Daylight Saving Redux

I wrote a piece here nearly ten years ago about how I personally wasn’t a big fan of daylight saving – mainly because I’m a bit more of a night owl than most people.  But it’s an issue that repeatedly raises it’s head in Queensland, and I’ve certainly had countless people mention to me that bringing Queensland into line with the rest of the eastern states would be beneficial for many businesses; not least the tourism industry, even – as this example shows – in areas in the far north like Port Douglas where it is assumed that everyone is opposed to daylight saving.   Having said that, there is little doubt that support for daylight saving in Queensland is strongest in the Gold Coast region, and gradually declines as you get further north – particularly into the Tropics.

But after more than twenty years where Queensland has tried going without daylight saving, the Greens have released an election policy proposing that we have a couple of years trialing the other approach and see what it is like.  During that time, we can gather all the evidence about whether it does boost tourism, improve recreation, lessen energy consumption (and/or increase solar energy generated) and the many other positives which daylight saving advocates have suggested.

Seeing it’s more than twenty years since Queensland last tried it, it seems fair enough to give people a chance to experience it – many for the first time – and then given them a say on whether they’d like to keep it or not.

Of course, as some journos have noted, opposing another shot at daylight saving seems like one of the few issues on which the LNP and ALP agree, so it’s not likely to happen straight away. But if lots of people decide to use this issue to send a message by voting Greens 1 and then 2 for their preferred larger party, then the momentum could well build – particularly if the tourism and other industries decide to publicly get behind the Greens’ proposal.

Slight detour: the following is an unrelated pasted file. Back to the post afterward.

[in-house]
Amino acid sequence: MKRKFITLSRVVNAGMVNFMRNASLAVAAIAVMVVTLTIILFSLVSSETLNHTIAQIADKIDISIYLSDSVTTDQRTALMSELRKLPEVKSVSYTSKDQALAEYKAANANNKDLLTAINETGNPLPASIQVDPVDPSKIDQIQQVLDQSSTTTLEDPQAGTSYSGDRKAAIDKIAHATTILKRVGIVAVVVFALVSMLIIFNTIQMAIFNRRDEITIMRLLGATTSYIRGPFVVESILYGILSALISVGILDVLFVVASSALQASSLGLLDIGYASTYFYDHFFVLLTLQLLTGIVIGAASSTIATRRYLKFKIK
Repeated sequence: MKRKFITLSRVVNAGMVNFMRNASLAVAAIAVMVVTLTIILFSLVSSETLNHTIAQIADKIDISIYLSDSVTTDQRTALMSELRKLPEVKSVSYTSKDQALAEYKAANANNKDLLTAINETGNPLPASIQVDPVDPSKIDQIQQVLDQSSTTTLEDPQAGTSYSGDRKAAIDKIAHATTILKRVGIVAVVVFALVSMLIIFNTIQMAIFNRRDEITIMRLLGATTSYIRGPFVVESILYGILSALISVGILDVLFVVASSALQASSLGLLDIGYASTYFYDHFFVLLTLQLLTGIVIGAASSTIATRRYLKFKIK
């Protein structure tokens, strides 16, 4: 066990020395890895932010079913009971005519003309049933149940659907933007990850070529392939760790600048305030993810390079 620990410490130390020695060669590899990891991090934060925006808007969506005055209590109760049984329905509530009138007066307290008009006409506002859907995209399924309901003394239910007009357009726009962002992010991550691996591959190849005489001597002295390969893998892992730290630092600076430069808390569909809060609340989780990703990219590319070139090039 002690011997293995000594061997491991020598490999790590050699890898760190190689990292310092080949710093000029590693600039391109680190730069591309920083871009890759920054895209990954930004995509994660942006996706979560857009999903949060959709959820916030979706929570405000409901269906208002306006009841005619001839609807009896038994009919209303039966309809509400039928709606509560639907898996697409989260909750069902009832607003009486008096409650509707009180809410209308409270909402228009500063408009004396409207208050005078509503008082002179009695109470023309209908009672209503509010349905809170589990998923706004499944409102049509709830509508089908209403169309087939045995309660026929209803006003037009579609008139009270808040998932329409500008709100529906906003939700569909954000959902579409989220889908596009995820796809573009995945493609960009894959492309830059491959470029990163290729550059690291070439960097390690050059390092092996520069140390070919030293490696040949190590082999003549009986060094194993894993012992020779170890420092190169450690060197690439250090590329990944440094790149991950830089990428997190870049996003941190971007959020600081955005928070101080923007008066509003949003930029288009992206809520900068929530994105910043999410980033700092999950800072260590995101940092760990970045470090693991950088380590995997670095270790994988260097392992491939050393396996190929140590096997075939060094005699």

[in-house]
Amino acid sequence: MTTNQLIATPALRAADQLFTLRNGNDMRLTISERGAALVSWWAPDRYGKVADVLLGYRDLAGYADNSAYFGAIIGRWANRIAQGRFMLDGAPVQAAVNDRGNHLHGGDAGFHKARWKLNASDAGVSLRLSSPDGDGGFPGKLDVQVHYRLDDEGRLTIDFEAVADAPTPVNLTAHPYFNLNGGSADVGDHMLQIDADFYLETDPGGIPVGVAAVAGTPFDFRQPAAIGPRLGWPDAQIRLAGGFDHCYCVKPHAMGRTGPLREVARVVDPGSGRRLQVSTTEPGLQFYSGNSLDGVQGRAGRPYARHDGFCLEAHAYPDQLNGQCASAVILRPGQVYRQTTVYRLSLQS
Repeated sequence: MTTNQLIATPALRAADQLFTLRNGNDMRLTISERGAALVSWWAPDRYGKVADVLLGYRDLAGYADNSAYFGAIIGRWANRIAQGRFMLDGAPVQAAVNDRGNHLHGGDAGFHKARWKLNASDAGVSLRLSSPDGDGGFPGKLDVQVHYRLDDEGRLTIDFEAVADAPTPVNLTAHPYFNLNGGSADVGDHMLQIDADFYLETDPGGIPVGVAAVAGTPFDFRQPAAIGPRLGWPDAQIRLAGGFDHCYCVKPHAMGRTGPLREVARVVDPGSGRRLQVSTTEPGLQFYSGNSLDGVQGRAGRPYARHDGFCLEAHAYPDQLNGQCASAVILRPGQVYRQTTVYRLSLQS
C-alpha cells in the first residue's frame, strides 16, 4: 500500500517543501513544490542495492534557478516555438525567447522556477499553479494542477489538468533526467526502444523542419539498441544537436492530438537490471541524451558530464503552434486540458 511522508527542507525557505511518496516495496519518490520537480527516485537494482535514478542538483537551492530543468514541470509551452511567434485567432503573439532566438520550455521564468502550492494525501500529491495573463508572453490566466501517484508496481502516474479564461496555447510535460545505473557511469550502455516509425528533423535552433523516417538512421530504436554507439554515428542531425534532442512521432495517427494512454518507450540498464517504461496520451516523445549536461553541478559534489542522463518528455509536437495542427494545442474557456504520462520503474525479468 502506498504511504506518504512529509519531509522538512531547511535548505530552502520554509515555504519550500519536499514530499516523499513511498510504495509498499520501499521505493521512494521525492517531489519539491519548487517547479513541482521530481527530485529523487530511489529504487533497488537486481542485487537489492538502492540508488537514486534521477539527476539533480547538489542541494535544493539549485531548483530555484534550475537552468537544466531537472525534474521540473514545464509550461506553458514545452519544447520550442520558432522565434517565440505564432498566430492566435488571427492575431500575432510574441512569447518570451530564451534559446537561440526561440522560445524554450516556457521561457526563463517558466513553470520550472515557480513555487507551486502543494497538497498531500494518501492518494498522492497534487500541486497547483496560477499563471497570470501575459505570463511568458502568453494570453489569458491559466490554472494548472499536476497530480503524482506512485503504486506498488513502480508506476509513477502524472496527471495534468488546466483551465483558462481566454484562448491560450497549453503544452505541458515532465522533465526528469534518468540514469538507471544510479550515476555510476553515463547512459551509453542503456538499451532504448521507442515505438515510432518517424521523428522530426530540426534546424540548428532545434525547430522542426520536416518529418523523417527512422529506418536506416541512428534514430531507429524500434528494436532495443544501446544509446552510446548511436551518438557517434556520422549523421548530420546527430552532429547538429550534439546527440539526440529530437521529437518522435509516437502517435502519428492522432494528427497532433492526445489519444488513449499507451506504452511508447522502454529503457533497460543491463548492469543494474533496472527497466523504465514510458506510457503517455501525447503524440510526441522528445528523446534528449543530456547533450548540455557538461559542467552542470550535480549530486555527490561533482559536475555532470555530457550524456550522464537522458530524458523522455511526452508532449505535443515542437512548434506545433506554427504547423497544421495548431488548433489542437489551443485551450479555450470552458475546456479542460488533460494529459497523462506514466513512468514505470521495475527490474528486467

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  1. I can’t understand why people in the southern states ever wanted daylight saving. When they get out of bed, it is more likely to be very cold down there than it is up here.

    I support a move on the part of all states back to Eastern Standard Time.

    I am also having a problem understanding how more solar power would be generated by adopting Daylight Saving, unless it has something to do with people using up water in the storage tank earlier in the day so that it is more likely to refill.

    I still have an electric HWS on the cheaper night rate. If I use water before 7.00 a.m. to do washing or have a shower, it costs me more because the tank gets refilled and reheated. The electricity company also heats the tank up on and off throughout the day in order to make more of a motza. Then they try to pass this off as doing me a favour.

  2. As a country person who works from sunrise to sunset I found daylight saving to be a great nuisance when it was last tried. The shops in our town would close an hour earlier in the afternoon and the evening news on the TV would be over before I came inside. Now that the ABC has a dedicated news channel that would not be such a problem.

  3. An increase in solar energy produced is easily explained. Under daylight savings, there is more daylight during the day. More daylight = more solar energy produced. Unfortunately the flow-on effect of faded curtains is yet to be solved.

  4. Faded curtains its cold shops closing earlier. What a load of garbage mankind does not determine the length of time the sunshines stupid it is rarely cold in summer even in the south and the shops are opened for the same time every day you just need to borrow someone else’s brain and learn to read a watch.

    What daylight saving does do is allow working people more time after work to do the things that are easier to do in daylight like mow the lawn pull in the clothes or go for a swim or fish and miss the news because it is rubbish anyway.

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